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LAFFER CURVE: The graphical inverted-U relation between tax rates and total tax collections by government. Developed by economist Arthur Laffer, the Laffer curve formed a key theoretical foundation for supply-side economics of President Reagan during the 1980s. It is based on the notion that government collects zero revenue if the tax rate is 0% and if the tax rate is 100%. At a 100% tax rate no one has the incentive to work, produce, and earn income, so there is no income to tax. As such, the optimum tax rate, in which government revenue is maximized, lies somewhere between 0% and 100%. This generates a curve shaped like and inverted U, rising from zero to a peak, then falling back to zero. If the economy is operating to the right of the peak, then government revenue can be increased by decreasing the tax rate. This was used to justify supply-side economic policies during the Reagan Administration, especially the Economic Recovery Tax Act of 1981 (Kemp-Roth Act).

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CAPITAL ACCOUNT DEFICIT: An imbalance in a nation's balance of payments capital account in which payments made by the country for purchasing foreign assets exceed payments received by the country for selling domestic assets. In other words, investment by the domestic economy in foreign assets is less than foreign investment in domestic assets. This is generally not a desireable situation for a domestic economy. However, in the wacky world of international economics, a capital account deficit is often balanced by a current account surplus, which is generally considered a desireable situation. If, however, the current account does not balance out the capital account, then a capital account deficit contributes to a balance of payments deficit.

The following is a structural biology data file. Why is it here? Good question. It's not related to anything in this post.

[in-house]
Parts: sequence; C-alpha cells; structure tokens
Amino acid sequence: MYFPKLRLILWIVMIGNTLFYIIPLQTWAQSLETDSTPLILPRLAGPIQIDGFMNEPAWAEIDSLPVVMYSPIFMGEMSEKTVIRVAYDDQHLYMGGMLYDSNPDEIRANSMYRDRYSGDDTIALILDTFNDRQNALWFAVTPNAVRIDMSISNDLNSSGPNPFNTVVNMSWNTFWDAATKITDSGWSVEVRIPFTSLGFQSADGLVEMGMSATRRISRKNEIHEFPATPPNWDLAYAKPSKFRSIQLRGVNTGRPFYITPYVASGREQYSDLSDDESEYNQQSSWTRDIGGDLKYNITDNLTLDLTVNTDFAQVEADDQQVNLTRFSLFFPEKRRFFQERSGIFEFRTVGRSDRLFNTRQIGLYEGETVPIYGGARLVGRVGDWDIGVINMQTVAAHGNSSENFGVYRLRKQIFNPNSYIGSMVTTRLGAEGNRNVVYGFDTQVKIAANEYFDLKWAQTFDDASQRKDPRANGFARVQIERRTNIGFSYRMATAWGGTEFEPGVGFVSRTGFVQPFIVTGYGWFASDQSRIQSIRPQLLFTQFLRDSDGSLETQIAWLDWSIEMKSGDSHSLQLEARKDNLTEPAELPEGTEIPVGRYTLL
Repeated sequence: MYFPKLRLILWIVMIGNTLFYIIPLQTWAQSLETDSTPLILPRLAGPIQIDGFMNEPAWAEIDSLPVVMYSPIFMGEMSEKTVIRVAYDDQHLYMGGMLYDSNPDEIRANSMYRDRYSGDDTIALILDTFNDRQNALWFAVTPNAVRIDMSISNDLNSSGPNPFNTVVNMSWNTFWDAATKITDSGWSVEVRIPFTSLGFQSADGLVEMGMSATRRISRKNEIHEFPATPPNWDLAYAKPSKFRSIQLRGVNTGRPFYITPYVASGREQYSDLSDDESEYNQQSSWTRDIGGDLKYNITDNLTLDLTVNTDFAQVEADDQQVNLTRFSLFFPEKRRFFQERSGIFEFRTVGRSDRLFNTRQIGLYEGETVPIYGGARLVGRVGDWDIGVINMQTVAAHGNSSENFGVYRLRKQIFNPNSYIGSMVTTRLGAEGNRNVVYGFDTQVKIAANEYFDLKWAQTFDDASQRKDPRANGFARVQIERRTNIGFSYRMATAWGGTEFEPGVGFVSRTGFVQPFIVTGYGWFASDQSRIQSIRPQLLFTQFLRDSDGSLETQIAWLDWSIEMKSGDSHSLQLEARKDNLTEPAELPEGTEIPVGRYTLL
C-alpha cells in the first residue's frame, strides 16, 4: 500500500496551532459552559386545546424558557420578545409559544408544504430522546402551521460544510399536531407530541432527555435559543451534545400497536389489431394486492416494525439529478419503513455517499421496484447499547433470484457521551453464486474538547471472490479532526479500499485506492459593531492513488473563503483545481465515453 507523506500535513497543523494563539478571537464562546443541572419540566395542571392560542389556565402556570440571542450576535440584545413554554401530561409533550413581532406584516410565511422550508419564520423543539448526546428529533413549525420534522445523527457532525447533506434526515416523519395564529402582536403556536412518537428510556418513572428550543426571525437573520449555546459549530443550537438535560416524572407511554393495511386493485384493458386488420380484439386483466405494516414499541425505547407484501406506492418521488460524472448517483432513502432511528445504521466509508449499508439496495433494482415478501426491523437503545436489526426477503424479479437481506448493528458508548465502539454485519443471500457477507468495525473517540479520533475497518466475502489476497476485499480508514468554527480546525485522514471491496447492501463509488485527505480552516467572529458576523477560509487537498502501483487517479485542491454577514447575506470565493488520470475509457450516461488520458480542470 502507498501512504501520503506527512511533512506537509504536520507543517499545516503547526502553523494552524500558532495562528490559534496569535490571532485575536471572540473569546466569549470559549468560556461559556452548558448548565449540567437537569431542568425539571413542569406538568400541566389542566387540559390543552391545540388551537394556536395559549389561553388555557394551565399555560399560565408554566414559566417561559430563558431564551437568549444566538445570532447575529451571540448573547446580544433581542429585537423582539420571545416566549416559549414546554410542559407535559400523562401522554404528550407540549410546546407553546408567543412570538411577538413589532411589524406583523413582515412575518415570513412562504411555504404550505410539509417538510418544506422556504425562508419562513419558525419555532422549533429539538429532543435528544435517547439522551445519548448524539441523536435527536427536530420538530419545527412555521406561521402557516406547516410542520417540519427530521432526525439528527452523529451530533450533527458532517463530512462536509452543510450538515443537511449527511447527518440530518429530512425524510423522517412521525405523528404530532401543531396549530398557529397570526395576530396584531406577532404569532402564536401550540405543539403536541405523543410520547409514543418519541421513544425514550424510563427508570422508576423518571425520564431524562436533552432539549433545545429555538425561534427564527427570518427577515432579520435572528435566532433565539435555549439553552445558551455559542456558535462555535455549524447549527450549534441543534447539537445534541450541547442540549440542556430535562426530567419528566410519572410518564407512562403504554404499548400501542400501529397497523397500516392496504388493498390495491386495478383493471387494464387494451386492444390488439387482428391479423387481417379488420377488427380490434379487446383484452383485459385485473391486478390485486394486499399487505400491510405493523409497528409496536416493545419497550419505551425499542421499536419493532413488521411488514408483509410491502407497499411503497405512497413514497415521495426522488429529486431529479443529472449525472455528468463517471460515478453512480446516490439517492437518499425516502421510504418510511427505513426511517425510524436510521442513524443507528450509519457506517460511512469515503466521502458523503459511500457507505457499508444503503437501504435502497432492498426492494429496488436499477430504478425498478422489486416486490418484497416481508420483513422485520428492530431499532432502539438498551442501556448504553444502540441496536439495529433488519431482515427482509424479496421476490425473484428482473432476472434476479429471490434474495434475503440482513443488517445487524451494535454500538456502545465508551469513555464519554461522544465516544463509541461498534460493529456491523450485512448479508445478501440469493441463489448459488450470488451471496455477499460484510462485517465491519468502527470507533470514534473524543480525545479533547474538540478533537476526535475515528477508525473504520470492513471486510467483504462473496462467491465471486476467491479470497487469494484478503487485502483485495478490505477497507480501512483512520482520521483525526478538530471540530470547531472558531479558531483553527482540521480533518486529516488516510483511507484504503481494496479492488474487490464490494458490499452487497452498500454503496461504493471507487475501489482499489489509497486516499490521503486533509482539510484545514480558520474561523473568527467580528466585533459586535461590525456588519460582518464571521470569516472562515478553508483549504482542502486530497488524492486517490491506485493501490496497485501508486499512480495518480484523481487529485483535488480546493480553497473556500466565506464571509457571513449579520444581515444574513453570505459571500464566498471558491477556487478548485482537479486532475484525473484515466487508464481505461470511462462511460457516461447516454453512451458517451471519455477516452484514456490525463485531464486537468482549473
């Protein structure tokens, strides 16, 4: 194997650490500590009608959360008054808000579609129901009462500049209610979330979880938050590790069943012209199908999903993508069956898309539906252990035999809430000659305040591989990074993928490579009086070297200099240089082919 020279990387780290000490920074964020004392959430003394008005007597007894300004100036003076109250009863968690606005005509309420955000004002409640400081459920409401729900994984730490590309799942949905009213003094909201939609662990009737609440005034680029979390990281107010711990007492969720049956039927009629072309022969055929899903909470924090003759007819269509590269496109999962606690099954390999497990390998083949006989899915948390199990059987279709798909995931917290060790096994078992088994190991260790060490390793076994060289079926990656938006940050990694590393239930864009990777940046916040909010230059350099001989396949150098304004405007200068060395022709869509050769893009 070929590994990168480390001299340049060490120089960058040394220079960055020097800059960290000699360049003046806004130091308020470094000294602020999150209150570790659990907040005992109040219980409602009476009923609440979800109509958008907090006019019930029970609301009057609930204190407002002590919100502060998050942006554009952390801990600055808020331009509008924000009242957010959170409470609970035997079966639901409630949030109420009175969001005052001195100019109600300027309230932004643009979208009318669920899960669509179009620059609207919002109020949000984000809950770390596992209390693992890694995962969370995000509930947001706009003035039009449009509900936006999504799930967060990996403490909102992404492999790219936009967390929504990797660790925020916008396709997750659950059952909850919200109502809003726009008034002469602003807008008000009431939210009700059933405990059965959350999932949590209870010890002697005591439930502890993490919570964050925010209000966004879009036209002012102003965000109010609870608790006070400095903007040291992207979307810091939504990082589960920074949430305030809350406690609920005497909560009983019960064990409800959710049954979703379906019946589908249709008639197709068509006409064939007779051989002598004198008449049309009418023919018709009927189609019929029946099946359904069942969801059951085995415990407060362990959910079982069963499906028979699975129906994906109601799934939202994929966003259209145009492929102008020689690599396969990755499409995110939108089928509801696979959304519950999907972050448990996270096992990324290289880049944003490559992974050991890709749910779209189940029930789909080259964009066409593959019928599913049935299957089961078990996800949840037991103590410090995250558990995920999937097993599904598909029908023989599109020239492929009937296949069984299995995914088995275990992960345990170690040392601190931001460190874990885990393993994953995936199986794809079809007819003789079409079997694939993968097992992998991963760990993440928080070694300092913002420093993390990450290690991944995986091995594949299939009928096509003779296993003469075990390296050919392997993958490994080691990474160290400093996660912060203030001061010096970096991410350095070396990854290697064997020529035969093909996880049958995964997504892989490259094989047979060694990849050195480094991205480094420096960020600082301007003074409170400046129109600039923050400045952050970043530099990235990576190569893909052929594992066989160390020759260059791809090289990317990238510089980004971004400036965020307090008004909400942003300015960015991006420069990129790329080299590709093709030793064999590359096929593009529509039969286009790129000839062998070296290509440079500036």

See also | capital account | balance of payments | balance of payments deficit | capital account surplus | current account | current account surplus | domestic | foreign | international economics | international finance | foreign exchange |


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AUTONOMOUS INVESTMENT

Business investment expenditures that do not depend on income or production (especially national income or even gross domestic product). That is, changes in income do not generate changes in investment. Autonomous investment is best thought of as investment that the business sector undertakes regardless of the state of the economy. It is measured by the intercept term of the investment line. The alternative to autonomous investment is induced investment, which does depend on income.

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Today, you are likely to spend a great deal of time at a going out of business sale wanting to buy either blue cotton balls or a genuine down-filled pillow. Be on the lookout for crowded shopping malls.
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It's estimated that the U.S. economy has about $20 million of counterfeit currency in circulation, less than 0.001 perecent of the total legal currency.
"You have to find something that you love enough to be able to take risks, jump over the hurdles and break through the brick walls that are always going to be placed in front of you. If you don't have that kind of feeling for what it is you're doing, you'll stop at the first giant hurdle. "

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